Another thing about freemium is that it is not that different from classic pricing models for videogames, specifically if one looks at the arcade error. With arcade games, one simply inserts a quarter or two, plays the game until they die or win, and then inserts a few more quarters to do it all again. One could argue that this model is actually worse because at least with freemium, you can theoretically play the game without spending a cent. So if videogames have a history of people paying small amounts for a game repeatedly over a long period of time, then what is wrong with the freemium model?

So in the end, the ethical issues surrounding freemium is still up for debate. Some claim it is a perfectly fine model that helps combat piracy, while others think it relies on unethical tactics such as inducing addiction. Regardless, it looks like freemium is here to stay, so we better get used to it.

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2 Responses to Freemium: Brilliant Business Model or Ethical Nightmare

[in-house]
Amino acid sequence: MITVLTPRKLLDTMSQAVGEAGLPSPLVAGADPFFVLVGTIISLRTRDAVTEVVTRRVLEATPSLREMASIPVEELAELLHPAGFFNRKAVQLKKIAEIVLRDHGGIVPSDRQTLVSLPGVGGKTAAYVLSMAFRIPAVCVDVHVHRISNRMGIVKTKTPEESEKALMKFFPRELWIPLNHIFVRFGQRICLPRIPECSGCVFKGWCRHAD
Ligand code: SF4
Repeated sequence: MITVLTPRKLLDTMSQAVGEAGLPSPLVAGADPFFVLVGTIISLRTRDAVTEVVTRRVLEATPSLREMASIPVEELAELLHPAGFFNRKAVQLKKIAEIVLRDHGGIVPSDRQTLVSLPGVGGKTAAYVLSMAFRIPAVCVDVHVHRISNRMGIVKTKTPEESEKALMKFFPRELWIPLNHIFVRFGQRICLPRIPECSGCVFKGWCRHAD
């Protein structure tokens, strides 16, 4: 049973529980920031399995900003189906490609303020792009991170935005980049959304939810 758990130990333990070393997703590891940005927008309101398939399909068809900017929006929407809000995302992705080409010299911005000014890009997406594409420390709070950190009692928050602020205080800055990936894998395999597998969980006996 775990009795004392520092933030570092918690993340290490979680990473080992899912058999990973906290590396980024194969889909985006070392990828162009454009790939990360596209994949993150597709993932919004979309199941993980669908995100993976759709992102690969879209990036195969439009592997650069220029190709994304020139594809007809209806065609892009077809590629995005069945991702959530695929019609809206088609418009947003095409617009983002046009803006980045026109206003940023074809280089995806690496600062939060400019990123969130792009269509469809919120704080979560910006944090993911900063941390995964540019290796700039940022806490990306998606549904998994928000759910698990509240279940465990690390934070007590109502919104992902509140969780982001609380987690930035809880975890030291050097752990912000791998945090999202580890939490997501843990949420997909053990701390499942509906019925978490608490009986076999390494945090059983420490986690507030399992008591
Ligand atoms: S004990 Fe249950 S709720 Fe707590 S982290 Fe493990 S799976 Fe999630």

1. Benjamin Katz says:

    “Freemium” games are quite an ethical dilemma to me since I am both a consumer and a developer. While I agree these types of games can be annoying to the consumer, it is an effective way of getting widespread recognition and a larger player base. Because of this, many smaller companies decide to pursue this kind of development model in order to sweep fears of failure under the rug. Even larger companies, such as Supercell (developer of Clash of Clans) will continue this type of development model for any additional games they make. The simple reasoning behind this? Because it is profitable – developers are surely less likely to make games that won’t bring return on their initial investment.